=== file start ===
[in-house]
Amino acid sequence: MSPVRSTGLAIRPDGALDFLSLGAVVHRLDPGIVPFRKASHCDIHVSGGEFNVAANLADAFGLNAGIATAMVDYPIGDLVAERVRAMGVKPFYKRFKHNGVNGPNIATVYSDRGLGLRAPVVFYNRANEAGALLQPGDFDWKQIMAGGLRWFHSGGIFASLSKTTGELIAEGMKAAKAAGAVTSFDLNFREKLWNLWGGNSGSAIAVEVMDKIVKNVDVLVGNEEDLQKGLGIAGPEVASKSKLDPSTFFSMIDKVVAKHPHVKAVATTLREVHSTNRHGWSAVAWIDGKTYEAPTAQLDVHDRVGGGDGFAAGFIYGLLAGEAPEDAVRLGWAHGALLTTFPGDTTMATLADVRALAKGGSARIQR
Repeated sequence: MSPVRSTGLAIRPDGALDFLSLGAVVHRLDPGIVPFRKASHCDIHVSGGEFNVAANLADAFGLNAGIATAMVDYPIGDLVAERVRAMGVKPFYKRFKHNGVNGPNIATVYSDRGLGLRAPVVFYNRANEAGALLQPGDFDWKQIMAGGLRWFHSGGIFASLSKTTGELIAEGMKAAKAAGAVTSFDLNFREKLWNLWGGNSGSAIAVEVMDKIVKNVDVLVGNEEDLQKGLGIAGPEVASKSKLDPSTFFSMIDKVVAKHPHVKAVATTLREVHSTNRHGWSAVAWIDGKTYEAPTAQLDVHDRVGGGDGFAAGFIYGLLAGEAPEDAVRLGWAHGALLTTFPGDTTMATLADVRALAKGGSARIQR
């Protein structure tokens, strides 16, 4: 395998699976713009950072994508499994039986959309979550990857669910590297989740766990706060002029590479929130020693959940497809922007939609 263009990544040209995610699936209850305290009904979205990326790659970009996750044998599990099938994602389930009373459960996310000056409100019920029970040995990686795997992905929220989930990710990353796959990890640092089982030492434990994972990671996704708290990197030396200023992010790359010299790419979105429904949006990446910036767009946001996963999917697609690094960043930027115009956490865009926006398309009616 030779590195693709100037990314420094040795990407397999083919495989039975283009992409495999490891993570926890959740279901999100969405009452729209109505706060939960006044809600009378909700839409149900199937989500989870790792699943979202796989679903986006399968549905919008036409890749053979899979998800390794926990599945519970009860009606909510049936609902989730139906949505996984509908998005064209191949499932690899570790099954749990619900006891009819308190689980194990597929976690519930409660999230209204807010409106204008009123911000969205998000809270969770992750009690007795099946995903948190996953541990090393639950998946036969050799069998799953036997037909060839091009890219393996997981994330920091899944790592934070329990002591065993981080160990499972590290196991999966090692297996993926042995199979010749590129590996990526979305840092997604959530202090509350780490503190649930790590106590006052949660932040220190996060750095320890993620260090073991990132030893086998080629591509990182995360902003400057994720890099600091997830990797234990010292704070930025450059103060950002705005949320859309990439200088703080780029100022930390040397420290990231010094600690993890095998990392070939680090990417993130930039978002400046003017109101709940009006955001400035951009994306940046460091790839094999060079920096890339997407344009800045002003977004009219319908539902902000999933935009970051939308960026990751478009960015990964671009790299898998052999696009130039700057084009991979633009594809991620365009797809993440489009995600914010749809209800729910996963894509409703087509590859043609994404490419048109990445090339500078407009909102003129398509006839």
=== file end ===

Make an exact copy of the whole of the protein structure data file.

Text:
[in-house]
Amino acid sequence: MSPVRSTGLAIRPDGALDFLSLGAVVHRLDPGIVPFRKASHCDIHVSGGEFNVAANLADAFGLNAGIATAMVDYPIGDLVAERVRAMGVKPFYKRFKHNGVNGPNIATVYSDRGLGLRAPVVFYNRANEAGALLQPGDFDWKQIMAGGLRWFHSGGIFASLSKTTGELIAEGMKAAKAAGAVTSFDLNFREKLWNLWGGNSGSAIAVEVMDKIVKNVDVLVGNEEDLQKGLGIAGPEVASKSKLDPSTFFSMIDKVVAKHPHVKAVATTLREVHSTNRHGWSAVAWIDGKTYEAPTAQLDVHDRVGGGDGFAAGFIYGLLAGEAPEDAVRLGWAHGALLTTFPGDTTMATLADVRALAKGGSARIQR
Repeated sequence: MSPVRSTGLAIRPDGALDFLSLGAVVHRLDPGIVPFRKASHCDIHVSGGEFNVAANLADAFGLNAGIATAMVDYPIGDLVAERVRAMGVKPFYKRFKHNGVNGPNIATVYSDRGLGLRAPVVFYNRANEAGALLQPGDFDWKQIMAGGLRWFHSGGIFASLSKTTGELIAEGMKAAKAAGAVTSFDLNFREKLWNLWGGNSGSAIAVEVMDKIVKNVDVLVGNEEDLQKGLGIAGPEVASKSKLDPSTFFSMIDKVVAKHPHVKAVATTLREVHSTNRHGWSAVAWIDGKTYEAPTAQLDVHDRVGGGDGFAAGFIYGLLAGEAPEDAVRLGWAHGALLTTFPGDTTMATLADVRALAKGGSARIQR
């Protein structure tokens, strides 16, 4: 395998699976713009950072994508499994039986959309979550990857669910590297989740766990706060002029590479929130020693959940497809922007939609 263009990544040209995610699936209850305290009904979205990326790659970009996750044998599990099938994602389930009373459960996310000056409100019920029970040995990686795997992905929220989930990710990353796959990890640092089982030492434990994972990671996704708290990197030396200023992010790359010299790419979105429904949006990446910036767009946001996963999917697609690094960043930027115009956490865009926006398309009616 030779590195693709100037990314420094040795990407397999083919495989039975283009992409495999490891993570926890959740279901999100969405009452729209109505706060939960006044809600009378909700839409149900199937989500989870790792699943979202796989679903986006399968549905919008036409890749053979899979998800390794926990599945519970009860009606909510049936609902989730139906949505996984509908998005064209191949499932690899570790099954749990619900006891009819308190689980194990597929976690519930409660999230209204807010409106204008009123911000969205998000809270969770992750009690007795099946995903948190996953541990090393639950998946036969050799069998799953036997037909060839091009890219393996997981994330920091899944790592934070329990002591065993981080160990499972590290196991999966090692297996993926042995199979010749590129590996990526979305840092997604959530202090509350780490503190649930790590106590006052949660932040220190996060750095320890993620260090073991990132030893086998080629591509990182995360902003400057994720890099600091997830990797234990010292704070930025450059103060950002705005949320859309990439200088703080780029100022930390040397420290990231010094600690993890095998990392070939680090990417993130930039978002400046003017109101709940009006955001400035951009994306940046460091790839094999060079920096890339997407344009800045002003977004009219319908539902902000999933935009970051939308960026990751478009960015990964671009790299898998052999696009130039700057084009991979633009594809991620365009797809993440489009995600914010749809209800729910996963894509409703087509590859043609994404490419048109990445090339500078407009909102003129398509006839």